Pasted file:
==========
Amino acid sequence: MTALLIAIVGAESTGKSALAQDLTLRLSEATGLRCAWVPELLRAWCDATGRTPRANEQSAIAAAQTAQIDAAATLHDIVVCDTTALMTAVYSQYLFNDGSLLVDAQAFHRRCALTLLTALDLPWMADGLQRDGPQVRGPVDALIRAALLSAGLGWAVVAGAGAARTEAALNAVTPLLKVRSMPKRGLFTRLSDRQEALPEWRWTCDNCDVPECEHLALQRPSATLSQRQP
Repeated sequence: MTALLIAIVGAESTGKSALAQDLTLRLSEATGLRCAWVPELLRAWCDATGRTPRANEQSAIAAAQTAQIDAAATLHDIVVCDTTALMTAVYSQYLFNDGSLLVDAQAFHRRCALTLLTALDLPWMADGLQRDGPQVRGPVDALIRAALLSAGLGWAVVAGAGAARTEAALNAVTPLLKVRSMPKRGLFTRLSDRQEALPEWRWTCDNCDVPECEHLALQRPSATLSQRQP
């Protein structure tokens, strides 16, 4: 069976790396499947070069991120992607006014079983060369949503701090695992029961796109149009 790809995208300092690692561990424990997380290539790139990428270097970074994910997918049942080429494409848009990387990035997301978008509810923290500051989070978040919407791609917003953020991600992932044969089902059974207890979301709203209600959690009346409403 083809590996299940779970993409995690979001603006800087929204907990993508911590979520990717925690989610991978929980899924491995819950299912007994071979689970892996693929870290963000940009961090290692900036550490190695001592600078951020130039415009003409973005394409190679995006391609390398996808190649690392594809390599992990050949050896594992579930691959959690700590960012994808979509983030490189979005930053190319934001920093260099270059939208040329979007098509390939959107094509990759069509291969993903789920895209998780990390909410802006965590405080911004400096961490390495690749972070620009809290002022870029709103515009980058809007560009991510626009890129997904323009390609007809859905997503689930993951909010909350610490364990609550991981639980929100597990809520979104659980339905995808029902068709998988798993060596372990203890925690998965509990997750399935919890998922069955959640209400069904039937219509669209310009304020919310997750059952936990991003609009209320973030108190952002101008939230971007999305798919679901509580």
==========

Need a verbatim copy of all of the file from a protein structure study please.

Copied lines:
Amino acid sequence: MTALLIAIVGAESTGKSALAQDLTLRLSEATGLRCAWVPELLRAWCDATGRTPRANEQSAIAAAQTAQIDAAATLHDIVVCDTTALMTAVYSQYLFNDGSLLVDAQAFHRRCALTLLTALDLPWMADGLQRDGPQVRGPVDALIRAALLSAGLGWAVVAGAGAARTEAALNAVTPLLKVRSMPKRGLFTRLSDRQEALPEWRWTCDNCDVPECEHLALQRPSATLSQRQP
Repeated sequence: MTALLIAIVGAESTGKSALAQDLTLRLSEATGLRCAWVPELLRAWCDATGRTPRANEQSAIAAAQTAQIDAAATLHDIVVCDTTALMTAVYSQYLFNDGSLLVDAQAFHRRCALTLLTALDLPWMADGLQRDGPQVRGPVDALIRAALLSAGLGWAVVAGAGAARTEAALNAVTPLLKVRSMPKRGLFTRLSDRQEALPEWRWTCDNCDVPECEHLALQRPSATLSQRQP
């Protein structure tokens, strides 16, 4: 069976790396499947070069991120992607006014079983060369949503701090695992029961796109149009 790809995208300092690692561990424990997380290539790139990428270097970074994910997918049942080429494409848009990387990035997301978008509810923290500051989070978040919407791609917003953020991600992932044969089902059974207890979301709203209600959690009346409403 083809590996299940779970993409995690979001603006800087929204907990993508911590979520990717925690989610991978929980899924491995819950299912007994071979689970892996693929870290963000940009961090290692900036550490190695001592600078951020130039415009003409973005394409190679995006391609390398996808190649690392594809390599992990050949050896594992579930691959959690700590960012994808979509983030490189979005930053190319934001920093260099270059939208040329979007098509390939959107094509990759069509291969993903789920895209998780990390909410802006965590405080911004400096961490390495690749972070620009809290002022870029709103515009980058809007560009991510626009890129997904323009390609007809859905997503689930993951909010909350610490364990609550991981639980929100597990809520979104659980339905995808029902068709998988798993060596372990203890925690998965509990997750399935919890998922069955959640209400069904039937219509669209310009304020919310997750059952936990991003609009209320973030108190952002101008939230971007999305798919679901509580």